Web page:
Regions of Japan

Hokkaido Tohoku Hokuriku
  • Hokkaido
Sub-zero temperatures and the greatest of outdoor environments, complemented by sizzling soul food and warm-hearted welcomes. Japan's great white north offers wild, white winters and bountiful summers—a haven for dedicated foodies, nature lovers and outdoor adventure fans seeking an adrenaline rush
  • Aomori
  • Akita
  • Iwate
  • Yamagata
  • Miyagi
  • Fukushima
Sleek apple-red and electric-green shinkansen whisk you up to a haven of fresh powder snow, fresh fruit and fearsome folk legends Fearsome festivals, fresh powder and vast fruit orchards—the rugged northern territory of Tohoku offers a fresh perspective on travel in Japan
Hokuriku Shinetsu
Hokuriku Shinetsu
  • Niigata
  • Toyama
  • Ishikawa
  • Fukui
  • Nagano
Mountains and sea meet in one of Japan's wildest regions, and the result is sheer beauty. Once largely inaccessible, Hokuriku is now reachable by shinkansen from Tokyo in a matter of hours An easily accessible slice of rural Japan offering unrivaled mountainscapes and coastlines, endless outdoor adventure and amazing ocean fare
  • Tokyo
  • Kanagawa
  • Chiba
  • Saitama
  • Ibaraki
  • Tochigi
  • Gunma
Characterized by the constant buzz of the world's most populous metropolitan area, the Kanto region is surprisingly green with an array of escapes that include mountainous getaways and subtropical islands Experience diversity at its fullest, from the neon of Tokyo to the ski slopes of Gunma, exotic wildlife of the Ogasawara Islands and cultural heritage of Kamakura
  • Yamanashi
  • Shizuoka
  • Gifu
  • Aichi
  • Mie
Served by the shinkansen line that connects Tokyo, Kyoto and Osaka, the Tokai region provides plenty of interesting diversions and easy excursions Tokai means "eastern sea," and this region stretches east from Tokyo to Kyoto and includes blockbuster attractions such as Mt. Fuji and Takayama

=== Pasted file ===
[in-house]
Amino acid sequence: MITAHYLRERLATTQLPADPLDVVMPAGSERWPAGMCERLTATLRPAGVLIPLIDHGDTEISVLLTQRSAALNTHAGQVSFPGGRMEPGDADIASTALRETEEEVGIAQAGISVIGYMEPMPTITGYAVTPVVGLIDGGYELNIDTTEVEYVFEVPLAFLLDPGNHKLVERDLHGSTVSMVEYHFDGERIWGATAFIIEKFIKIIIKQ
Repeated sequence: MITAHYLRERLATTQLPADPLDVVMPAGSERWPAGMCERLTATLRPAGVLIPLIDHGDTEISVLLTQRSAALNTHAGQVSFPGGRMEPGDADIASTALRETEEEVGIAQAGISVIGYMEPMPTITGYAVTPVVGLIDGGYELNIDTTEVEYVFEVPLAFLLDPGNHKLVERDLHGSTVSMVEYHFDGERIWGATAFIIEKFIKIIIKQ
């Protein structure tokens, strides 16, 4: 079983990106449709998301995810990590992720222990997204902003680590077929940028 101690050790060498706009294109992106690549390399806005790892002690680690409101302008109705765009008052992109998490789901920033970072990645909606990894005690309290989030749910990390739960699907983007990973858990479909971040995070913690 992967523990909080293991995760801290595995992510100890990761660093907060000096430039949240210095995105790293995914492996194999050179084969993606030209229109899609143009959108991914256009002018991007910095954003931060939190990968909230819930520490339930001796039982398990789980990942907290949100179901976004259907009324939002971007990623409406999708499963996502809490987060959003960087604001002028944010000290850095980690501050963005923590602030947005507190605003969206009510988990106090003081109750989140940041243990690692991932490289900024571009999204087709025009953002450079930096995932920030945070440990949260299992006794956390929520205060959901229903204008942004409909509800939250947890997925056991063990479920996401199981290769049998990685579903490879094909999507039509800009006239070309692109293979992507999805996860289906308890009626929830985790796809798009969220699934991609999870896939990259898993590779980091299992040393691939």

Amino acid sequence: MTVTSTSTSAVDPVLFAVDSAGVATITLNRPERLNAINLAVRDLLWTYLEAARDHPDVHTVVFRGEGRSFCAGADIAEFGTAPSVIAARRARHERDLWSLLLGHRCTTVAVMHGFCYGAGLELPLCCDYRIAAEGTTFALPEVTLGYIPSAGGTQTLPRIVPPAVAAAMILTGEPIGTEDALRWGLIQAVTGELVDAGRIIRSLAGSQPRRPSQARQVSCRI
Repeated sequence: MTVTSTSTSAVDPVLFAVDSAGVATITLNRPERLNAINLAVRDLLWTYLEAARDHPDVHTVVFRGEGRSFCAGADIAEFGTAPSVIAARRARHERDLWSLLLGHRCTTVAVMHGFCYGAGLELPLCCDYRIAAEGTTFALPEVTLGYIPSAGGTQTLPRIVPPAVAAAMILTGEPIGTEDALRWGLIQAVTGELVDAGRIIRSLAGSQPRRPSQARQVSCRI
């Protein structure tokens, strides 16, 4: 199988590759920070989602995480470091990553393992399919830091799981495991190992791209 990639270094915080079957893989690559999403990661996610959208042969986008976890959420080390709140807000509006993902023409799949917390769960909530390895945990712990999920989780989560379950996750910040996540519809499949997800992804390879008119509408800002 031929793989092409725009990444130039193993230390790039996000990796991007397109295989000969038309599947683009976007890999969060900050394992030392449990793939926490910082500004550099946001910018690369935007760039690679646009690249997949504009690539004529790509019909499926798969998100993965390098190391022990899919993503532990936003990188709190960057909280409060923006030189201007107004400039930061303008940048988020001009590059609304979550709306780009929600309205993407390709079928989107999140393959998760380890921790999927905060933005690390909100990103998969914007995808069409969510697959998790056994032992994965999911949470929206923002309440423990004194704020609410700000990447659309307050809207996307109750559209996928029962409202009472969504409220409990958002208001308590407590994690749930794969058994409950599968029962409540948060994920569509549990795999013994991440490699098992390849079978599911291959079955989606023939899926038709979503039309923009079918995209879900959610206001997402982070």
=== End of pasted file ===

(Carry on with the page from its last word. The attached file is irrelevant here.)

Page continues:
• Kyoto
  • Osaka
  • Shiga
  • Hyogo
  • Nara
  • Wakayama
From raucous nights out to outdoor thrills to peaceful reverie, trying to categorize the Kansai region is a futile task The Kansai region is one of extreme contrasts—the neon lights of Osaka and glittering Kobe nightscape, the peaceful realms of Shiga, Wakayama and Nara, and the cultured refinement of Kyoto
  • Tottori
  • Shimane
  • Okayama
  • Hiroshima
  • Yamaguchi
Less-traveled and delightfully inaccessible at times, the Chugoku region is a reminder that the journey is sometimes more important than the destination Welcome to Japan's warm and friendly western frontier, where the weather is warmer and the pace of life is slower
  • Tokushima
  • Kagawa
  • Ehime
  • Kochi
Providing the stage for literary classics, fevered dancing and natural wonders Island-hopping, cycling, soul-warming spiritual strolling and red-hot dancing—the island of Shikoku gets you up and moving
  • Fukuoka
  • Saga
  • Nagasaki
  • Oita
  • Kumamoto
  • Miyazaki
  • Kagoshima
Easily reached by land, sea and air, the dynamic Kyushu prefectures are bubbling with energy, culture and activity The southern island of Kyushu is home to volcanoes ranging from sleepy to smoky, succulent seafood, steaming hot springs and the country's hottest entrepreneurial town
  • Okinawa
Ruins and recreated castles of the Ryukyu kings nestle amid magnificent beaches in Okinawa, a diver's paradise teeming with an amazing array of coral and undersea life Fly to Okinawa and discover a distinct island culture born of subtropical sun, white sand, coral, mangrove jungles and the age of the Ryukyu Kings